U.S. leads global health response

Michael R. Pompeo at lectern, U.S. flag next to him (State Dept./Freddie Everett)
U.S. Secretary of State Michael R. Pompeo speaks at the Department of State in Washington on May 20. (State Dept./Freddie Everett)

The United States continues to lead the world’s COVID-19 response, with a commitment of more than $10 billion to fight the pandemic worldwide.

“There is no country that remotely rivals what the United States has done to help combat this terrible virus,” Secretary of State Michael R. Pompeo said May 20.

Meanwhile, the Chinese government has interfered with and refuses to collaborate with global information-sharing about the virus.

“Beijing continues to deny investigators access to relevant facilities, to withhold live virus samples, to censor discussion of the pandemic within China,” Pompeo said.

The United States has committed more than $10 billion in funding toward vaccine research, humanitarian aid and emergency preparedness.

The State Department announced May 20 an additional $162 million for COVID-19 efforts, which brings State Department and USAID funding to more than $1 billion. This additional support will go toward vital health interventions, improvement in water, sanitation and hygiene facilities, and reducing food insecurity caused by the pandemic.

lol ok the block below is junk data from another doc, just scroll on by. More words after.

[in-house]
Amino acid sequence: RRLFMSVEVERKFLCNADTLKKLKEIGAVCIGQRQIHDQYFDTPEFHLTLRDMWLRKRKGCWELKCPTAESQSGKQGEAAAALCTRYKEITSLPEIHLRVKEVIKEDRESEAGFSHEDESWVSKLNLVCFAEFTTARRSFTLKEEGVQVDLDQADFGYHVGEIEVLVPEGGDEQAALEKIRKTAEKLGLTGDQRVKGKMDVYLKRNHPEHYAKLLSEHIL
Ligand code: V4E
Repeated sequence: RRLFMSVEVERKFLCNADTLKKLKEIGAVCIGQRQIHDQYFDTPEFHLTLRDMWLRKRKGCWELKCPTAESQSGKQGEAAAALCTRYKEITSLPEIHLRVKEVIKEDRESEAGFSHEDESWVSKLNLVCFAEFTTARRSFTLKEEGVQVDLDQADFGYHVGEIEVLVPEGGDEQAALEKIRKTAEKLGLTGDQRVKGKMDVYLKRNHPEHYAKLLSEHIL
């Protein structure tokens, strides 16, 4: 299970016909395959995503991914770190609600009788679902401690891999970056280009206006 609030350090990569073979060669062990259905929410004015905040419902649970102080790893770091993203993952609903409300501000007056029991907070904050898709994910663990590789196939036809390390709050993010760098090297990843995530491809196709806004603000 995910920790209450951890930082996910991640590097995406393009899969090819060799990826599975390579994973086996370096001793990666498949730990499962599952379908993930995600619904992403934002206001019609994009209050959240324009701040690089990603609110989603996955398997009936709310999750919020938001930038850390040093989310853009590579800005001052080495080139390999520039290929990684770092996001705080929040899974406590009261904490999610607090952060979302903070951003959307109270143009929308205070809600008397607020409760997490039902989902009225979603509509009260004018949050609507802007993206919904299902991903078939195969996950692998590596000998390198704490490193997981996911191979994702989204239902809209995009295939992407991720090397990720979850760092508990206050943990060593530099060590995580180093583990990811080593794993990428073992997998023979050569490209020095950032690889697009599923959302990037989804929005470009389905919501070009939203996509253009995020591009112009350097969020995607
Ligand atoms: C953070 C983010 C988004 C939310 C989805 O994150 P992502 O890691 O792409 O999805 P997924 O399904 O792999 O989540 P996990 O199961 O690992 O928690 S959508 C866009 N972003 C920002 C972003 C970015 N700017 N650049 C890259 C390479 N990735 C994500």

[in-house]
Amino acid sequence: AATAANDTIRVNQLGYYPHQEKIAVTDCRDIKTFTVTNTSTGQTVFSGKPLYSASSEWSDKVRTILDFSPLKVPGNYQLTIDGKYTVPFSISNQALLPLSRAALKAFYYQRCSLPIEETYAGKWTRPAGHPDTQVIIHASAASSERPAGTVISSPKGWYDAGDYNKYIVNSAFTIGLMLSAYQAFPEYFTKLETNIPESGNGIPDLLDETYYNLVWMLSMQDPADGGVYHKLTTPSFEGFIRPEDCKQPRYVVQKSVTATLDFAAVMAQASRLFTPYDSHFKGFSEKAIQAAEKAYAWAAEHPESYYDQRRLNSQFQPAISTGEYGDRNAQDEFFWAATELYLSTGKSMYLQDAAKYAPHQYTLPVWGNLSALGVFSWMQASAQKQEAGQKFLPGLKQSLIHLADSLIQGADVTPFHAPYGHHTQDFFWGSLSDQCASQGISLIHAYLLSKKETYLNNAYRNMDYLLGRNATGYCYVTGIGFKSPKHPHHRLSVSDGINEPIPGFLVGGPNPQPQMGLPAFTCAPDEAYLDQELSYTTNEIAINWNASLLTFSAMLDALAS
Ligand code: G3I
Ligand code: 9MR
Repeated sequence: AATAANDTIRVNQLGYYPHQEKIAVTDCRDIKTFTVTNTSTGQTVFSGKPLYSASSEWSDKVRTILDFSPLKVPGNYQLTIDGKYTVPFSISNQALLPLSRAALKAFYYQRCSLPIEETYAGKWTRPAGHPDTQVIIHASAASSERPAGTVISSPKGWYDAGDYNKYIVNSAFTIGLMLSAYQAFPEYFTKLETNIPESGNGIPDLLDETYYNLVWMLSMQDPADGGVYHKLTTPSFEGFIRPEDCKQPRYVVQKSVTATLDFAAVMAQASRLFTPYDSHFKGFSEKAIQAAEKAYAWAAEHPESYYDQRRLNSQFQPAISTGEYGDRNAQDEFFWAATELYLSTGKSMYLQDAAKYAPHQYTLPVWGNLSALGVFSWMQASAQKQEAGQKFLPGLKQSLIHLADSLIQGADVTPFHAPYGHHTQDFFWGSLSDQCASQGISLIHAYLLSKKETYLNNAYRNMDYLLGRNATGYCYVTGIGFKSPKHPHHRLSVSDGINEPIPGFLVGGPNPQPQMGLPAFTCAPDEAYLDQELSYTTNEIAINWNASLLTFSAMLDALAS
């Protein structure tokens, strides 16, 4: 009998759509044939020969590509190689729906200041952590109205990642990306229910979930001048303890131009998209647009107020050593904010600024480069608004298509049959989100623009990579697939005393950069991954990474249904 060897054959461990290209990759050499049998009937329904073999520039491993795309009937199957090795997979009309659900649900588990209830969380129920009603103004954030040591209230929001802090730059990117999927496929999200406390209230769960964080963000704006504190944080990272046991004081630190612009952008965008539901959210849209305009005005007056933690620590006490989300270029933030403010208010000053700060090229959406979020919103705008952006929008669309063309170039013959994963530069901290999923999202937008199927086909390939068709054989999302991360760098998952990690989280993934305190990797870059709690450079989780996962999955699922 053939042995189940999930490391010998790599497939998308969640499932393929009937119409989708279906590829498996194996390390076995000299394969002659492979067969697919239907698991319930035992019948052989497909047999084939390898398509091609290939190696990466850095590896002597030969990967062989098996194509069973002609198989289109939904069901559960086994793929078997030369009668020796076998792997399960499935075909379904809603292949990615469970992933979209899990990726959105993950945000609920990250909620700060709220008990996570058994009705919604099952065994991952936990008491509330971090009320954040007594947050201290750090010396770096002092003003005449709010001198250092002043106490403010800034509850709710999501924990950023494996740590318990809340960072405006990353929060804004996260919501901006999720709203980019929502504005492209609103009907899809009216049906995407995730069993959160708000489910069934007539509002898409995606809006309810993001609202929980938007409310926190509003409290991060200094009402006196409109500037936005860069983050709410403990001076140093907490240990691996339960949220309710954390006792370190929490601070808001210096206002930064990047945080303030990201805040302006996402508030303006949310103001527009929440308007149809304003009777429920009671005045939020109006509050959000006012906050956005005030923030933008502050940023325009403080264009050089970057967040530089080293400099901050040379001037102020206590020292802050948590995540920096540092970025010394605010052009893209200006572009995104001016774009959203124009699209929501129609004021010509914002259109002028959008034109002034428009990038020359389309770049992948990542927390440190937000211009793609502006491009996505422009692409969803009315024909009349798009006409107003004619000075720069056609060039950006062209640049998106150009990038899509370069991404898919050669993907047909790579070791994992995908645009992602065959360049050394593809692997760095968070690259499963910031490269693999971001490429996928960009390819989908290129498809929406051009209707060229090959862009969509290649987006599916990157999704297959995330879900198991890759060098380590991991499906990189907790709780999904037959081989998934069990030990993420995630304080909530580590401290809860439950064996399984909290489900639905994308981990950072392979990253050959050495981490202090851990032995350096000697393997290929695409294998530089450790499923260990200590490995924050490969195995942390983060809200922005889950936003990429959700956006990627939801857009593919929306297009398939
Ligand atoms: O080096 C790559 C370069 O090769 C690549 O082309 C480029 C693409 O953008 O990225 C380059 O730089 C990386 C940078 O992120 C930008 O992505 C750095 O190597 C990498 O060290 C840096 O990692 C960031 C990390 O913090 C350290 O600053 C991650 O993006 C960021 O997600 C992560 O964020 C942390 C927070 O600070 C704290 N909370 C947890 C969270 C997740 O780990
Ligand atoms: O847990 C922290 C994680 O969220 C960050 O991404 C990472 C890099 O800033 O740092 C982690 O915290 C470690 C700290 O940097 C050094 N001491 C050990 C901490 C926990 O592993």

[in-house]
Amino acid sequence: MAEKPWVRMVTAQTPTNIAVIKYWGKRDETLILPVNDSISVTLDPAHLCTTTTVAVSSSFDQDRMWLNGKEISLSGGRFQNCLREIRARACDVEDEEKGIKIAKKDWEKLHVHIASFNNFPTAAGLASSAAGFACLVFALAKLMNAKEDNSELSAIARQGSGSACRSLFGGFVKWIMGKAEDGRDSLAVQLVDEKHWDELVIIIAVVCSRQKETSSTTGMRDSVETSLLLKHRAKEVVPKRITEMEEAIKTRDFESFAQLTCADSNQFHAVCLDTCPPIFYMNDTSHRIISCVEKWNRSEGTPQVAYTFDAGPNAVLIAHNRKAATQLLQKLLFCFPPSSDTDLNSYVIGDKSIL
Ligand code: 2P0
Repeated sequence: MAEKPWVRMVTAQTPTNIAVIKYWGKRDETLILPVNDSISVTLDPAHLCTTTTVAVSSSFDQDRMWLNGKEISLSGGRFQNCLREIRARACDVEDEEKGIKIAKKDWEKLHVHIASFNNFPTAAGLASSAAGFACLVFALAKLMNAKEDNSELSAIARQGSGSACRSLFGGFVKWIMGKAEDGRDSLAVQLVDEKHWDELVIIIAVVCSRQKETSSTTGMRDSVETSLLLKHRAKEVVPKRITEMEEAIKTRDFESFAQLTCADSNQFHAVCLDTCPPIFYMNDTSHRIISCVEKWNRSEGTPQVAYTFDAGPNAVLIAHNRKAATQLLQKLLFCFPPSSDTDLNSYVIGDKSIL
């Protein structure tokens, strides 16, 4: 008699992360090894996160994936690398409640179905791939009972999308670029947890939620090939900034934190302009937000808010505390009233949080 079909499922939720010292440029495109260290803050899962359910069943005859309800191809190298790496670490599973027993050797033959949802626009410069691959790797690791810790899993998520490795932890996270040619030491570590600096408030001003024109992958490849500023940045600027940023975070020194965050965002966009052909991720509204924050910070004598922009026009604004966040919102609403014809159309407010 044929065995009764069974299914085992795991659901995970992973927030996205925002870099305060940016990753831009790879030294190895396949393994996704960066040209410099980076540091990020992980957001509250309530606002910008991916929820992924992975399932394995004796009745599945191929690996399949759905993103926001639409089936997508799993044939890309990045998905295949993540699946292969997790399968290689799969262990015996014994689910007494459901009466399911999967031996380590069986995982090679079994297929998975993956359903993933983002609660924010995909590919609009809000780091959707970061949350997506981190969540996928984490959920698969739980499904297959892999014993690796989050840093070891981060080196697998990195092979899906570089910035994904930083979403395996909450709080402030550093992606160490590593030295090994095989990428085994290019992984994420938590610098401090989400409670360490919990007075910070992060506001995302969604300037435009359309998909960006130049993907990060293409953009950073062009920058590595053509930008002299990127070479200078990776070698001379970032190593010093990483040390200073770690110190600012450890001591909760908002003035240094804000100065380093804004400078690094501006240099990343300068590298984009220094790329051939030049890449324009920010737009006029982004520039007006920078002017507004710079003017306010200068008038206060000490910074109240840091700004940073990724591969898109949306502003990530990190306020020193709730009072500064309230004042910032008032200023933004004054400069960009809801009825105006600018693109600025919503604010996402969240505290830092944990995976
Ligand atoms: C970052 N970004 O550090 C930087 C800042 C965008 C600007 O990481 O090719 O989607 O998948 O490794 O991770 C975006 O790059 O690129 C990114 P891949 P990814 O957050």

The U.S. is also following through on President Trump’s commitment to provide much-needed ventilators to Africa, Asia, Europe and Latin America. USAID donated American-made ventilators to South Africa on May 11 and to Russia on May 20, and more are on the way to U.S. allies around the world.

The American private sector, faith-based groups, and ordinary citizens have also supplied over $4.3 billion in donations to help the world through the coronavirus crisis, according to Pompeo.

U.S. humanitarian relief to ongoing crises also continues during the pandemic. The State Department, in partnership with USAID and the Inter-American Foundation, is providing $200 million to help Venezuelans in need.

Bar graph comparing global COVID-19 aid response by China, $2 billion, and by U.S., $10.2 billion (State Dept.)
(State Dept.)

This is all compared to “a promise of $2 billion from the Chinese” government, Pompeo said. While China continues to hide their mismanagement of the crisis and deny the world access to vital epidemiological information, the U.S. continues to support the international community through research-sharing, monetary donations and humanitarian collaboration.

“This is what we do all around the world,” Pompeo said. “We will help the world recover from this pandemic.”